micron c400 msata Micron gets into the tiny SSD market with the c400 mSATA

Predicting technology isn't an easy thing, but if anyone would've said that computers would be using SSD's the size of a mini PCI Express card as their main storage device a few years ago people would most likely have laughed at the notion, least not due to the cost of flash memory back then. Micron has just entered the mSATA SSD market with shrunken version of its c400 SSD series and it's likely to find a home in an Ultrabook or two.

Predicting technology isn't an easy thing, but if anyone would've said that computers would be using SSD's the size of a mini PCI Express card as their main storage device a few years ago people would most likely have laughed at the notion, least not due to the cost of flash memory back then. Micron has just entered the mSATA SSD market with shrunken version of its c400 SSD series and it's likely to find a home in an Ultrabook or two.

Now Micron is hardly the first company to produce an mSATA SSD, but it's one of the first companies to offer one based on a Marvell controller, i.e. the same controller as in its 2.5-inch c400 drives which are more well known as the Crucial m4. At 30x50mm (WxD) the mSATA standard is indeed very suitable for Ultrabooks and we can see why Micron would want to cash in on what Intel is hoping will be the next big trend in mobile computers, although that isn't likely to happen until later this year when Intel's new Ivy Bridge ultra-low power CPU's arrive.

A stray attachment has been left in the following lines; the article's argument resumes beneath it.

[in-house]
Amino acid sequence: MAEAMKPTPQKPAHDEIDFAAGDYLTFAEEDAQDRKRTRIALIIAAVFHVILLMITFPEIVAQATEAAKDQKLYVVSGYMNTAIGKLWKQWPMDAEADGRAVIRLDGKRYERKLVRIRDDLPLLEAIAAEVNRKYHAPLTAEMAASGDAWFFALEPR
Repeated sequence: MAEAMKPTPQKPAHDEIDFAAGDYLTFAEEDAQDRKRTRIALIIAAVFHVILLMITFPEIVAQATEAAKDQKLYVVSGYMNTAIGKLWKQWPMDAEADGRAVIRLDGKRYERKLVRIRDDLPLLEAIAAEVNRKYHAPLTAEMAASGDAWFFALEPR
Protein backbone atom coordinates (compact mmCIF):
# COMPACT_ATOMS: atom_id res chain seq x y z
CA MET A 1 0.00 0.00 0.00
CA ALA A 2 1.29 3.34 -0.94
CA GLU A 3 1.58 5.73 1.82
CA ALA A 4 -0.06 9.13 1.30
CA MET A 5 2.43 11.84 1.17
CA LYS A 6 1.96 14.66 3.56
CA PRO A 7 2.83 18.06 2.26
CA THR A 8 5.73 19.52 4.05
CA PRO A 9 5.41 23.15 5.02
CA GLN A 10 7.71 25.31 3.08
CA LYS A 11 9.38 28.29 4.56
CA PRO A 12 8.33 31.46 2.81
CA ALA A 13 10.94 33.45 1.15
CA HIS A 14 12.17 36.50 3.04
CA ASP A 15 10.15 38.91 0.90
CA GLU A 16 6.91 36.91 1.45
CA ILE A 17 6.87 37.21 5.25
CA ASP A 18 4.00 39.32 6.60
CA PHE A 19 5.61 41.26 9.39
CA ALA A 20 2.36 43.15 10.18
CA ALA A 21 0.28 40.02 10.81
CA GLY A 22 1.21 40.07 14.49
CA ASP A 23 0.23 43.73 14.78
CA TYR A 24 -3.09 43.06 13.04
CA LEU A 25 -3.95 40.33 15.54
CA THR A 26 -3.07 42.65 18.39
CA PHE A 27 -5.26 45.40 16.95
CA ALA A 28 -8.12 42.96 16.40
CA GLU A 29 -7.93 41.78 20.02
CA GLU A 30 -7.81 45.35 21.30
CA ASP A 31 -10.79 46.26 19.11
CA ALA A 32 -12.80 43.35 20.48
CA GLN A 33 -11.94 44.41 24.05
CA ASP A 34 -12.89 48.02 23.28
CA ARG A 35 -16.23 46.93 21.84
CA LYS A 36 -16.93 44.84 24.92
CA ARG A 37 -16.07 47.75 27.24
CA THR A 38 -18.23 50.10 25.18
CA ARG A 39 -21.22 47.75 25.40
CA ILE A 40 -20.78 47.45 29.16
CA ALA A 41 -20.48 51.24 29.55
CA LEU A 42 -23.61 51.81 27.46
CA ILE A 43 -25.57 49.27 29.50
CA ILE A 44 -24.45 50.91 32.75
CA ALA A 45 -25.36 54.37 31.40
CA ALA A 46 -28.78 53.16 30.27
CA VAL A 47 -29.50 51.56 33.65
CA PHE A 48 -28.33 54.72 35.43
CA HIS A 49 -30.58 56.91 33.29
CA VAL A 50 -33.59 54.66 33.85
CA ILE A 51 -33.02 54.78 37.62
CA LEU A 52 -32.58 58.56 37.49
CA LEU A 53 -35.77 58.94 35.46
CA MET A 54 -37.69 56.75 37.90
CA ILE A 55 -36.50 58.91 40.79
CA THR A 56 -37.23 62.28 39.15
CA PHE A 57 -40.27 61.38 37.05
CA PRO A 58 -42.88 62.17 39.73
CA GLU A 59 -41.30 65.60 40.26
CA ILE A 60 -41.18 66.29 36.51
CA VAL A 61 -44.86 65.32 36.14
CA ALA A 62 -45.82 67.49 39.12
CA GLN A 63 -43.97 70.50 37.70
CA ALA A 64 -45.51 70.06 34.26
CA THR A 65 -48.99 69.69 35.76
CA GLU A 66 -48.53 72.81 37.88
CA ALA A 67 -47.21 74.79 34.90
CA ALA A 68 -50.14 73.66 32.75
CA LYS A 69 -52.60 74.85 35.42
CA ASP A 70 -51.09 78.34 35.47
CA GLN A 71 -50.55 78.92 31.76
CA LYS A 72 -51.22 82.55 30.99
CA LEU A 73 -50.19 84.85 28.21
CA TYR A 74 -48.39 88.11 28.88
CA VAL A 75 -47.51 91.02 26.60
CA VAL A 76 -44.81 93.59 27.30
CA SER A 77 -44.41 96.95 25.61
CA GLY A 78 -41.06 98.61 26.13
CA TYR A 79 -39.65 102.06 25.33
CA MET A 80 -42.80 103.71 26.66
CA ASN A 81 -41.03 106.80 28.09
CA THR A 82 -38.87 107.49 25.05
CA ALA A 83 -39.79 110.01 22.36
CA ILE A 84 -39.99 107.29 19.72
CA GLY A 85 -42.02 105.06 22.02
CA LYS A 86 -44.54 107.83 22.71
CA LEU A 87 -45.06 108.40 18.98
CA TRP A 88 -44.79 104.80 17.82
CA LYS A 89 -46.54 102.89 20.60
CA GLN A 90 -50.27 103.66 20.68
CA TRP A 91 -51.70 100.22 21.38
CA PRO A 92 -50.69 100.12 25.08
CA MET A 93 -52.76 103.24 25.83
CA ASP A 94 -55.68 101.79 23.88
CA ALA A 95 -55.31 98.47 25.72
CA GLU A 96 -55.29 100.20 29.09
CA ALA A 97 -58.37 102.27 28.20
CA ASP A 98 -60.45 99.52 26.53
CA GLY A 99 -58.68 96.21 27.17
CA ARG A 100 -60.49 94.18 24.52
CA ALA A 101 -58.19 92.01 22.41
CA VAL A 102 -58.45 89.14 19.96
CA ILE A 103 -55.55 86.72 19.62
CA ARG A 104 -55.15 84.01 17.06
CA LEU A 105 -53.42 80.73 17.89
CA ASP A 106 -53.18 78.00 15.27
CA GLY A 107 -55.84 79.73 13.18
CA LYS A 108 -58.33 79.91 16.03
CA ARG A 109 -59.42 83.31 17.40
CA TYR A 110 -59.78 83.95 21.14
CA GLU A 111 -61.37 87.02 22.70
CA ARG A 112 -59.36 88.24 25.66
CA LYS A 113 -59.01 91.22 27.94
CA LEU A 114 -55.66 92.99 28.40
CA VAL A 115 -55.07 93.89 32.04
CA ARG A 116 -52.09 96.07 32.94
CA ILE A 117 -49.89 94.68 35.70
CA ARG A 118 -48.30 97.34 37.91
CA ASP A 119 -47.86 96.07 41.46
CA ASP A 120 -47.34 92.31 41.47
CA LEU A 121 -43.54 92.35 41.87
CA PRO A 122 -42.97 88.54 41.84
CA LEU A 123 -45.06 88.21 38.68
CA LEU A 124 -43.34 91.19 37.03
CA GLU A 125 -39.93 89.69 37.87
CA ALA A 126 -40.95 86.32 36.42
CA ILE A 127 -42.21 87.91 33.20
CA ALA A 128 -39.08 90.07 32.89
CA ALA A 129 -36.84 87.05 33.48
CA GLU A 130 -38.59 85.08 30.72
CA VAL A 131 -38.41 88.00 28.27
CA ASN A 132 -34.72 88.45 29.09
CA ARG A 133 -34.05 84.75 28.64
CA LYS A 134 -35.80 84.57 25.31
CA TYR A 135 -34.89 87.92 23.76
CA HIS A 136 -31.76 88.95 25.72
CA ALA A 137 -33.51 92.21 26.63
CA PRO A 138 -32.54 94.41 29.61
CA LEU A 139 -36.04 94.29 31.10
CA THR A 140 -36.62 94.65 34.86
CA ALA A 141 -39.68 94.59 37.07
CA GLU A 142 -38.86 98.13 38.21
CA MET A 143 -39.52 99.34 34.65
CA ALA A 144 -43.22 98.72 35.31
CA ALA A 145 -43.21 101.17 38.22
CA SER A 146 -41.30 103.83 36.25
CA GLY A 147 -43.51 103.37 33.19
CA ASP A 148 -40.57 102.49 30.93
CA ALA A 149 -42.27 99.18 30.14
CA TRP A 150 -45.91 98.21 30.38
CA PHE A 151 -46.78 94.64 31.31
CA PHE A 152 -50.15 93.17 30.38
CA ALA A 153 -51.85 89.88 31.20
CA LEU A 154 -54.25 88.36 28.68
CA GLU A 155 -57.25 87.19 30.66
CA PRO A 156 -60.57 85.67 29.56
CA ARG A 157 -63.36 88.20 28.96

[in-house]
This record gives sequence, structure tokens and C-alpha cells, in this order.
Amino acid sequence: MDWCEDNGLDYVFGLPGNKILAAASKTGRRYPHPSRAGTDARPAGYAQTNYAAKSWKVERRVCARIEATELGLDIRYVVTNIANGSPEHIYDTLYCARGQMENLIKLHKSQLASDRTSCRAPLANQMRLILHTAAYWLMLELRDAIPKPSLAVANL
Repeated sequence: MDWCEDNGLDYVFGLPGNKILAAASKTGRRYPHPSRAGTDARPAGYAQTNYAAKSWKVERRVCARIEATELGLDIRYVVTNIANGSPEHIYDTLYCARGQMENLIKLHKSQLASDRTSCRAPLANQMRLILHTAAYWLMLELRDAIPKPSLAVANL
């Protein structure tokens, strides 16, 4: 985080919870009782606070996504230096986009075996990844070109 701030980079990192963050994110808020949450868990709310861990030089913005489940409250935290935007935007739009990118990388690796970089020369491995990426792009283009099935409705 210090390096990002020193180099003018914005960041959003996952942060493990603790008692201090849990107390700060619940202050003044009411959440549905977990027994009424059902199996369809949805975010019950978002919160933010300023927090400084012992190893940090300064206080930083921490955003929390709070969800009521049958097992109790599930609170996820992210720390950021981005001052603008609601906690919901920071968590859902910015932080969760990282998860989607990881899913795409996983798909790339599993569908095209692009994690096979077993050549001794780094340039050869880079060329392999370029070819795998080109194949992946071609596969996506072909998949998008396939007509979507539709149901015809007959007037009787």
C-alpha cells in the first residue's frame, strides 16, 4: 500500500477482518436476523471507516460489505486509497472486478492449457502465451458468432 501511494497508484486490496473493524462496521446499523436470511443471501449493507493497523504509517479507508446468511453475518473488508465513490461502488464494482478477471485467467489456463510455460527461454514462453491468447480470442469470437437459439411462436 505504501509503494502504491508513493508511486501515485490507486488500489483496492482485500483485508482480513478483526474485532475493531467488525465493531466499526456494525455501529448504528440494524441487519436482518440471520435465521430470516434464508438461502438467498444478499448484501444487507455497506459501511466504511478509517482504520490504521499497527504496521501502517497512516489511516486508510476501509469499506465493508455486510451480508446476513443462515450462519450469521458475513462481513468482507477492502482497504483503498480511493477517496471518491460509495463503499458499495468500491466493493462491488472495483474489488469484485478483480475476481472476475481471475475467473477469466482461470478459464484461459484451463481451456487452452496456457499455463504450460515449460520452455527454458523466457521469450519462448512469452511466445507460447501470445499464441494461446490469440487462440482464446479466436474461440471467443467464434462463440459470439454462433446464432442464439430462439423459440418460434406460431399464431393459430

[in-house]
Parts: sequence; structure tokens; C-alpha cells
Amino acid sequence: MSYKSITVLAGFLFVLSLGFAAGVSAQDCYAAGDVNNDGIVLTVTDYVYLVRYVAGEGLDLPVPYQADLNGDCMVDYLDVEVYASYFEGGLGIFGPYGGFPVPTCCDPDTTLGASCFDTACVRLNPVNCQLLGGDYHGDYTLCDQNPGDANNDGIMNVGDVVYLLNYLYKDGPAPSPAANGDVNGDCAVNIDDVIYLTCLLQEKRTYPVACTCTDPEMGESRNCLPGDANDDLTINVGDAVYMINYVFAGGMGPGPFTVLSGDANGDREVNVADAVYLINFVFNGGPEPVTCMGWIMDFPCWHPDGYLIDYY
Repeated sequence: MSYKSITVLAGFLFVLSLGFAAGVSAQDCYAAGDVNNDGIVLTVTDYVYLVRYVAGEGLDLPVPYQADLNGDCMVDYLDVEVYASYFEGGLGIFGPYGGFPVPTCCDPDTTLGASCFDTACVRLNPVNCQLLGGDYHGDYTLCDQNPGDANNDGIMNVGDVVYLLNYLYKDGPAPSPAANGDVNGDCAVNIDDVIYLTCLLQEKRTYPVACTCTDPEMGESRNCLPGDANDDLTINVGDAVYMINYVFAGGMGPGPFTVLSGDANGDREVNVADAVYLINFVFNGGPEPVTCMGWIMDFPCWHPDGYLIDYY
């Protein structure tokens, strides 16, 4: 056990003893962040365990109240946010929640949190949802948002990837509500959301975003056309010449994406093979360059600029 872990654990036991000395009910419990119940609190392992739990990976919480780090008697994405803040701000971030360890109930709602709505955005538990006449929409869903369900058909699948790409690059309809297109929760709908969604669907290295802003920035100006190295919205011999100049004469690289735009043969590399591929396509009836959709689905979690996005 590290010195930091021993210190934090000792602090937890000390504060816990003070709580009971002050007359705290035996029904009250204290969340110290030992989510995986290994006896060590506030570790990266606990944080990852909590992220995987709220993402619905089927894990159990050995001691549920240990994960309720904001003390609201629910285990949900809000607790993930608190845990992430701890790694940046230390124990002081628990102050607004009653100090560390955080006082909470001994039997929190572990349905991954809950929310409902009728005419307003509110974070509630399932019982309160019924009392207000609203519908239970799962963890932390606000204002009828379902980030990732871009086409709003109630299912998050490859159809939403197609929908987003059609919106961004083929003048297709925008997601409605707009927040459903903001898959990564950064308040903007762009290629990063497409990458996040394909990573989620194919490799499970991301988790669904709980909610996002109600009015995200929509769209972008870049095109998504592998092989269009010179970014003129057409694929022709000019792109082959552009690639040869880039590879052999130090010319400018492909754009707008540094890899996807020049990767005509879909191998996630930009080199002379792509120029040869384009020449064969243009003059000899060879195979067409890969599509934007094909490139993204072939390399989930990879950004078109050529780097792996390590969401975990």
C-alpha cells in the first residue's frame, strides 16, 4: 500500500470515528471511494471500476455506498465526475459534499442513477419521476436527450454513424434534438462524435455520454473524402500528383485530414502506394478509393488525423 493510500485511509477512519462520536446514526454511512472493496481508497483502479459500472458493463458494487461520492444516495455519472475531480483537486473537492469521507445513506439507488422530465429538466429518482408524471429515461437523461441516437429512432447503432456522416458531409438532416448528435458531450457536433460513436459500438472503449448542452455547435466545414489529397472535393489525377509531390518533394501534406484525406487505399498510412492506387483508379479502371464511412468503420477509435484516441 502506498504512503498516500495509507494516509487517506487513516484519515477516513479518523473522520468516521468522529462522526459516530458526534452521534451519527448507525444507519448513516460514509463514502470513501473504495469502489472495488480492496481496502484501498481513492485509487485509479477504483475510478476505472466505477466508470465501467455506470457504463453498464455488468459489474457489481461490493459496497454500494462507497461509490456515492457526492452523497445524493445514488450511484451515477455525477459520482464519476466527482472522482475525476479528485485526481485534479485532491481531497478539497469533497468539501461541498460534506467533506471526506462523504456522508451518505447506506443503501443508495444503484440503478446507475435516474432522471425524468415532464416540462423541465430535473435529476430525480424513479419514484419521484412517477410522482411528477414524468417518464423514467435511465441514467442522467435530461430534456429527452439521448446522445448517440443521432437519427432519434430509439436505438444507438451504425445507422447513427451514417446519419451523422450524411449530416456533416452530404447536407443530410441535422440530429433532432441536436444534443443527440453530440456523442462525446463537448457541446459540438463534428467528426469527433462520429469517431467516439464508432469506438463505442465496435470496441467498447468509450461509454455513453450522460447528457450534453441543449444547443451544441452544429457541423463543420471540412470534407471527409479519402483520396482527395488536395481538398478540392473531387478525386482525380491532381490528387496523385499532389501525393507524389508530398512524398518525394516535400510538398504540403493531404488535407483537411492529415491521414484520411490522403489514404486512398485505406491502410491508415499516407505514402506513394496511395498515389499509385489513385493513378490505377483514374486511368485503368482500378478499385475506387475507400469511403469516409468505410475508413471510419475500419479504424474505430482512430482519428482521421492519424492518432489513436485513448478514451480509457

micron c400 msata Micron gets into the tiny SSD market with the c400 mSATA

The c400 mSATA vill be available in sizes ranging from 32GB all the way up to 256GB, with the smaller drives being suitable for things like hard drive caching. That said, performance wise the less spacious models aren't that impressive as the 32GB model only offers a sequential write speed of 50MB/s and a read speed of 440MB/s with the 64GB model offering slightly better write speeds of 95MB/s and read speeds of 500MB/s. This compares poorly with regards to the write performance even to OCZ's Nocti range of mSATA drives using the older SF-2141 controller on paper, but in real world tests thing might be different.

That said, the more capacious models offer equivalent performance to the regular 2.5-inch drives. Do keep in mind though that Marvell based SSD's are vastly superior in general when it comes to handle incompressible data compared to SandForce based models. Sadly there's no word on pricing as yet, but Micron has promised that we'll see m4 models from Crucial later this quarter, albeit we're not sure if the entire range of sizes will be available. For those interested in some performance comparisons, Anandtech has tested the 128GB SKU and it appears to perform very similar to the 2.5-inch equivalent.

Source: Micron